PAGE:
If you want to create a realistic financial routine, you need a budget. Basically, a budget is a financial summary that compares and helps you track your incomes and expenses for a set period of time, typically one month. When we talk about budgeting, people often think we are talking about restrictive spending, but that is not the case, in fact, a budget allows for more freedom in how you are spending your cash.
With a budget, you will be able to consciously track your income, compare that income with your required expenses and your discretionary spending, thus a powerful tool towards helping you achieve your financial goals. A sound budget acts as a financial planning tool that helps you to plan ahead, discerning how much you need to spend and how much you need to save in a month. Even though making a budget is not the most exciting activity you will do, it is important for you to first understand why you are doing it and the advantages it has to push you closer to your financial goals.
One area that most people struggle with when creating a budget is differentiating between a ‘need’ and a ‘want.’ Many of the budgeting systems that you will come across will ask you to assign some percentages to what you need and what you want. If you look at the 50/30/20 budget system popularized by Elizabeth Warren recommends that you assign 50% of your income to needs and 30% of your income to wants.
What constitutes a “need” and a “want?”
This is extremely important before you actually start creating a budget, it is important that you understand what will fit into a ‘need’ and what fits into a ‘want.’ Putting items on your budget in these two categories will help you objectively evaluate your spending habits.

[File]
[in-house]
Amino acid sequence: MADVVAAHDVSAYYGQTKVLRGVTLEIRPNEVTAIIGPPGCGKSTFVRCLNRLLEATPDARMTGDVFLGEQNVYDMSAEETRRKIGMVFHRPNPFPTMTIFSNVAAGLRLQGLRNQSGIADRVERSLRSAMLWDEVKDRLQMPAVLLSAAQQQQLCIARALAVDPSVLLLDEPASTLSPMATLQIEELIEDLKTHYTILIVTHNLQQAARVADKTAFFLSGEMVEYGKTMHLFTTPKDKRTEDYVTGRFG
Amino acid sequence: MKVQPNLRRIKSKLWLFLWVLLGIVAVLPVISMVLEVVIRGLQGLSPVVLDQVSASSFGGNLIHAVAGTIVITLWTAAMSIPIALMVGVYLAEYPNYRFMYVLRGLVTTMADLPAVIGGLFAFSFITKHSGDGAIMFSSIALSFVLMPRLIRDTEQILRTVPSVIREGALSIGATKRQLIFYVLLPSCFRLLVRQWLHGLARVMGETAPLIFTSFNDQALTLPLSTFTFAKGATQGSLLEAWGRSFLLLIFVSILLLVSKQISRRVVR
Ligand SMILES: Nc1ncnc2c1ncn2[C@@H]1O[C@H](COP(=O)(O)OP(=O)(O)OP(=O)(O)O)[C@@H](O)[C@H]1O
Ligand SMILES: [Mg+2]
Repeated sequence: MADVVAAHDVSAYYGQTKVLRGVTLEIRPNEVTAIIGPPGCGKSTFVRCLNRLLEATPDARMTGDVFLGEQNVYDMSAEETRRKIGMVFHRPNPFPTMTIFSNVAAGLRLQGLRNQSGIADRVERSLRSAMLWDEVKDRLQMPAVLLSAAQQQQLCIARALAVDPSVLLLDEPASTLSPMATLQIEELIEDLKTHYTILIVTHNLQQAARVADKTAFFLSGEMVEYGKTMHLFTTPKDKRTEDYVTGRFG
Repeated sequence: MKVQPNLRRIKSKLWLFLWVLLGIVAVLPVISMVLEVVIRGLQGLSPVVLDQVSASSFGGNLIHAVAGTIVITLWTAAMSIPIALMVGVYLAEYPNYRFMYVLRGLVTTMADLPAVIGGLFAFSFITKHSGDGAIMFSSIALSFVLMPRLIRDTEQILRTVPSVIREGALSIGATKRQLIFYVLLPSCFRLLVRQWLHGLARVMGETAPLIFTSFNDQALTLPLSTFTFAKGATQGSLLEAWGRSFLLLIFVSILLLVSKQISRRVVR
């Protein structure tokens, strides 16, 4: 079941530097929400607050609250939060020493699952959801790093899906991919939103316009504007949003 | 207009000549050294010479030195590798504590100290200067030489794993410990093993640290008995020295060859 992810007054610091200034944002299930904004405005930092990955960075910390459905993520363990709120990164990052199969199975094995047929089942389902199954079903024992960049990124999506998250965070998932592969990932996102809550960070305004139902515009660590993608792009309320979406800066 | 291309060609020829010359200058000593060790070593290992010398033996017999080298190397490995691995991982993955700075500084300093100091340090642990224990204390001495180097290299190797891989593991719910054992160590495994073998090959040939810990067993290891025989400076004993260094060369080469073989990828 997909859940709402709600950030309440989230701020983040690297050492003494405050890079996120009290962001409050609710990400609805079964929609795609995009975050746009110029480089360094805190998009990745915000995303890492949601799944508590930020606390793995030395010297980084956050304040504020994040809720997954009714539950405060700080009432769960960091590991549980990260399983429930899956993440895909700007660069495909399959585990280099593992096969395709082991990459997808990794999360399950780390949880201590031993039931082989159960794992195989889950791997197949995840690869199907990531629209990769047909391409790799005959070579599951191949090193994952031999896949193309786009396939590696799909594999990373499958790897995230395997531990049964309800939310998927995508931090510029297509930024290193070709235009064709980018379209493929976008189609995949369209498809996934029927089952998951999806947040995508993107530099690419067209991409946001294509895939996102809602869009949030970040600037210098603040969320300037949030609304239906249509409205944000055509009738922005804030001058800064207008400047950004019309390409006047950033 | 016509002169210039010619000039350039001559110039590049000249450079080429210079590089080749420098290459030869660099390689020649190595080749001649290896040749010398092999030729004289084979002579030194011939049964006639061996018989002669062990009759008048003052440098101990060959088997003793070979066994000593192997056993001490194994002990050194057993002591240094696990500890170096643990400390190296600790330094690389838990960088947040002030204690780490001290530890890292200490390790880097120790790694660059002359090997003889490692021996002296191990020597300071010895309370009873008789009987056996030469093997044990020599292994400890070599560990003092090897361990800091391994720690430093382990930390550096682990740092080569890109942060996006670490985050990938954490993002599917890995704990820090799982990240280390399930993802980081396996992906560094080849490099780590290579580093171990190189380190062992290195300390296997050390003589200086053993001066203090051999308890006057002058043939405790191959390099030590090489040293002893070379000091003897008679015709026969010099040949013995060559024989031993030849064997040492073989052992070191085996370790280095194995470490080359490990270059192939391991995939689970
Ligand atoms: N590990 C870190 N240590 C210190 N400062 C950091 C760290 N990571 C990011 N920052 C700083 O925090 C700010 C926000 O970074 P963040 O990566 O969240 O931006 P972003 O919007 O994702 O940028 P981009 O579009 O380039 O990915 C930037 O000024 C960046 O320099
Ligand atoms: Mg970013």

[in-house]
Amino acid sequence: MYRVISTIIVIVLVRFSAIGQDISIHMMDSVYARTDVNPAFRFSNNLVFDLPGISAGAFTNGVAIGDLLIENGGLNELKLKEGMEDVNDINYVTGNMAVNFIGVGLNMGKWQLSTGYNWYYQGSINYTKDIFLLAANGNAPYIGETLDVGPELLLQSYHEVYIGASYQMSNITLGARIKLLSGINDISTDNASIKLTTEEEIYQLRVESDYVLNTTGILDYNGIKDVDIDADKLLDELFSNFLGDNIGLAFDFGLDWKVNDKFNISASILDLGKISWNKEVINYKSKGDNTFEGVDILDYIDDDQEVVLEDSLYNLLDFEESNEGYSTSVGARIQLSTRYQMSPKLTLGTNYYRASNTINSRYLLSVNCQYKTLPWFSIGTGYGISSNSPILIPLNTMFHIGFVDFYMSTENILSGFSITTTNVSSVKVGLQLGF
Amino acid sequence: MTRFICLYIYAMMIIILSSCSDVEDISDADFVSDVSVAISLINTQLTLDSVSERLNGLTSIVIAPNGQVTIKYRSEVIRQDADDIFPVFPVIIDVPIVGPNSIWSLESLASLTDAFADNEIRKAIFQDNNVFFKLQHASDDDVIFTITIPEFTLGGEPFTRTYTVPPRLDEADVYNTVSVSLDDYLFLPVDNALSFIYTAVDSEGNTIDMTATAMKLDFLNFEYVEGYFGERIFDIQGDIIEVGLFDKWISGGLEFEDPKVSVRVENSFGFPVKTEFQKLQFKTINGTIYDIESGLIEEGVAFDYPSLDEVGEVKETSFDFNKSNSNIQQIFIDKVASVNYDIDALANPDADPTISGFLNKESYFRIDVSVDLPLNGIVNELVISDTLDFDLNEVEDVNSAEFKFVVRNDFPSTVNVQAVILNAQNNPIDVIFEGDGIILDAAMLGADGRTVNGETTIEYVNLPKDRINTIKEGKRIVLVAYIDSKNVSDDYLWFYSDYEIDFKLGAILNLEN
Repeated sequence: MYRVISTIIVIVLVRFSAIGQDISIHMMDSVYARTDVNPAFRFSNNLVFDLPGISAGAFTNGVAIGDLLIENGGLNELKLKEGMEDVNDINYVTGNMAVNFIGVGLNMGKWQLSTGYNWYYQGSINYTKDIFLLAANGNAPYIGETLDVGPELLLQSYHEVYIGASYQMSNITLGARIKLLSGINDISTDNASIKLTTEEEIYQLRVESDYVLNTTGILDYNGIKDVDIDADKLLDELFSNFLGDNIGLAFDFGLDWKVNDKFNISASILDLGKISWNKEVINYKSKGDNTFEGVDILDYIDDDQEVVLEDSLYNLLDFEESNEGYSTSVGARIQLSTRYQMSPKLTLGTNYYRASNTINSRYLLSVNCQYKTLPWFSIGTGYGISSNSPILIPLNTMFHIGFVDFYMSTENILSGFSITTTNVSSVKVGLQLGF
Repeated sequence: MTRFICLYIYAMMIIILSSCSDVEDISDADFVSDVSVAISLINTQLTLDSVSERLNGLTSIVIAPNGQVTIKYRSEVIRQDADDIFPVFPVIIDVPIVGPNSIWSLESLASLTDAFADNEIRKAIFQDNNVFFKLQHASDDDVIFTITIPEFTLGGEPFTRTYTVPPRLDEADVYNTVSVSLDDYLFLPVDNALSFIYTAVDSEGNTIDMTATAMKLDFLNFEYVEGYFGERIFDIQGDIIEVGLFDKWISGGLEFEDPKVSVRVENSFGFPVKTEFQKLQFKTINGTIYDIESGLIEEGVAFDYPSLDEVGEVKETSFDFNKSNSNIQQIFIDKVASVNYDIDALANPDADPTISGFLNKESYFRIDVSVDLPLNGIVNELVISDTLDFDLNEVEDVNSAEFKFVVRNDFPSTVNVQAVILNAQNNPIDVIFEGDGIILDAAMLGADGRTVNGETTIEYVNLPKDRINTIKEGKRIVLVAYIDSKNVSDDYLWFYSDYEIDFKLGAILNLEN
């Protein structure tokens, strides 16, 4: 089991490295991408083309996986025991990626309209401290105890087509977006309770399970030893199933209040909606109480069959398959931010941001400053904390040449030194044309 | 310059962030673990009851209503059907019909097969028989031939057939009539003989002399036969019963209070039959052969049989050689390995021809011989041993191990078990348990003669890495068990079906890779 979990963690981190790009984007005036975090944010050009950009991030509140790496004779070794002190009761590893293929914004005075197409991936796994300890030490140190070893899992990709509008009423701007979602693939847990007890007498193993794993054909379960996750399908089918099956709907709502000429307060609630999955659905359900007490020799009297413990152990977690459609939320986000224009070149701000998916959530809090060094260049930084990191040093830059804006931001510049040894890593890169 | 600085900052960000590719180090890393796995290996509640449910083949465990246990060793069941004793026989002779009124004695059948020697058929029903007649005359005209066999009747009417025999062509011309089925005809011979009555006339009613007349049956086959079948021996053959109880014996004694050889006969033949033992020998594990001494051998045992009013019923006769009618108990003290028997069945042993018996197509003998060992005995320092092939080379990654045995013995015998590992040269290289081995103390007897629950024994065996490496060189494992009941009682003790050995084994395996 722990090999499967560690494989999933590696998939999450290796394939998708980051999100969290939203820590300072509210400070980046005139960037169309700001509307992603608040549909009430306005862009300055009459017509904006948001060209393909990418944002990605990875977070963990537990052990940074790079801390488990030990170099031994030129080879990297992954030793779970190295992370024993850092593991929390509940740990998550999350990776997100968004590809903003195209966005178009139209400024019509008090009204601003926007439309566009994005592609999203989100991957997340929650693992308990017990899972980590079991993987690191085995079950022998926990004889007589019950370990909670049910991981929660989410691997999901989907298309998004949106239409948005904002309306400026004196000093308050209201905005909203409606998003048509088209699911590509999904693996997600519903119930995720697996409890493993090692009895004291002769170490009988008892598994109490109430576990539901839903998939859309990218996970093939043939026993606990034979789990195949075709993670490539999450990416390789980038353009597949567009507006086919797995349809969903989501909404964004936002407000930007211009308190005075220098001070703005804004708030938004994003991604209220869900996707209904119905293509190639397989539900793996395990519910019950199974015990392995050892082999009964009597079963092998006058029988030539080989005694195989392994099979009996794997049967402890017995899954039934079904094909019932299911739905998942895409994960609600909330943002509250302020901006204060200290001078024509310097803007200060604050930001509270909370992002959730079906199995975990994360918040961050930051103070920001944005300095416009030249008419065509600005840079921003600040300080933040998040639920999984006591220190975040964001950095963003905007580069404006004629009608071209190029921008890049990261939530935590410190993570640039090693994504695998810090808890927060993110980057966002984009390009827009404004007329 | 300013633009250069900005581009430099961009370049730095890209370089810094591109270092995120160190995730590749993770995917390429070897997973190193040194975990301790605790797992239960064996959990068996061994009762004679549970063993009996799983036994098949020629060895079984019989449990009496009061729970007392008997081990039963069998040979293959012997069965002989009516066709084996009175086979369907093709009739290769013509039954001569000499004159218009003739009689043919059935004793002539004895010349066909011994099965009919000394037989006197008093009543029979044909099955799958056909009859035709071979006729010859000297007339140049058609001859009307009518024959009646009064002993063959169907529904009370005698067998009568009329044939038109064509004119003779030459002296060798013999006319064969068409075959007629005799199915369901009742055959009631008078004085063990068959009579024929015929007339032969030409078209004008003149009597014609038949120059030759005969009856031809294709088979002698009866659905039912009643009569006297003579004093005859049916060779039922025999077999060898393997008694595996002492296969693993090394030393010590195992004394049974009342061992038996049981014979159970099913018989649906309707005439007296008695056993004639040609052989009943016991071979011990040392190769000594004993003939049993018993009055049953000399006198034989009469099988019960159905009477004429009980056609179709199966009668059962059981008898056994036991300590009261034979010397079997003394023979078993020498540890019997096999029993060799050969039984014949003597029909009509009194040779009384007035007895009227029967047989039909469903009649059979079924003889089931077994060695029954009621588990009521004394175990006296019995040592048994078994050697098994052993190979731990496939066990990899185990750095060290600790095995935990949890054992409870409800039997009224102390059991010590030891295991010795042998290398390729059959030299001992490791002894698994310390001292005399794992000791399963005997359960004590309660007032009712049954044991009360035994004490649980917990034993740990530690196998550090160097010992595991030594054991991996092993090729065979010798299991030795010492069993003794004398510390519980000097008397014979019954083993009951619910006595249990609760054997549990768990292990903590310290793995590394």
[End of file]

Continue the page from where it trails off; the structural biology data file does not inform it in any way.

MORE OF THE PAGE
A need is something that you genuinely must-have for your survival such as food, clothing, and shelter. They are the essentials that you cannot go without for a significant period of time. They form the basics of everyday living.
On the other hand, a want is essentially something that will enhance your living. These are the things that you desire, but you can comfortably live without such as fashion items, restaurants meals, or entertainment. Basically, your aim should be to cut off ‘wants’ out of your life without significant disruption. These opposing sides to budget creation is a good starting point for anyone who is willing to create a realistic budget, especially when in a crisis mode. However, it is good to keep in mind that what may be a ‘want’ to one person, maybe a ‘need’ to another.
The Overlap between Wants and Needs
Something like mortgage payments, groceries, transport to and from work is‘ needs.’ Healthcare also falls in this category, but that will depend on the person as many young people skip healthcare or even replace it with a cheap insurance policy. However, when budgeting, it is important to keep in mind that there are a lot of gray areas when it comes to categorizing these two. For instance, while one will argue that food is a need, dinner at a fancy steakhouse will certainly fall under a ‘want’ category. And while you cannot certainly dispute transportation to and from work as a need, when you buy flashy sporty cars, then that will undoubtedly fall into the category of wants, especially when you already have a nice vehicle.
There are plenty of gray areas between needs and wants, in fact, a need may turn into a want if you overindulge. For example, just because you want a bigger house in a more upscale area, so you end up spending a lot on your rent or mortgage, the need for shelter shifts to becoming a want. Therefore, the ultimate decision rests upon you to decide what falls into which category.
Most people have been caught up in the trap of overspending on wants under the guise of filling the basic needs. If you give in to this pressure, you will be hurting yourself financially thus wasting your hard-earned money, and while it is okay to sometimes spoil yourself, doing that regularly will result in long-term financial issues.
Take a few minutes and think about your personal needs and wants. Estimate the monthly cost of each ‘want’ and ‘need.’ In other words, what is the total monthly cost of your ‘needs’ for example housing, food, and clothing? What is the total cost of your ‘wants’ or the items you may be making payments on that were purchased to satisfy your wants?’ are you spending as much for your ‘wants’ as for your ‘needs?’ try to identify ways to cut back on your ‘wants’ to help you save money.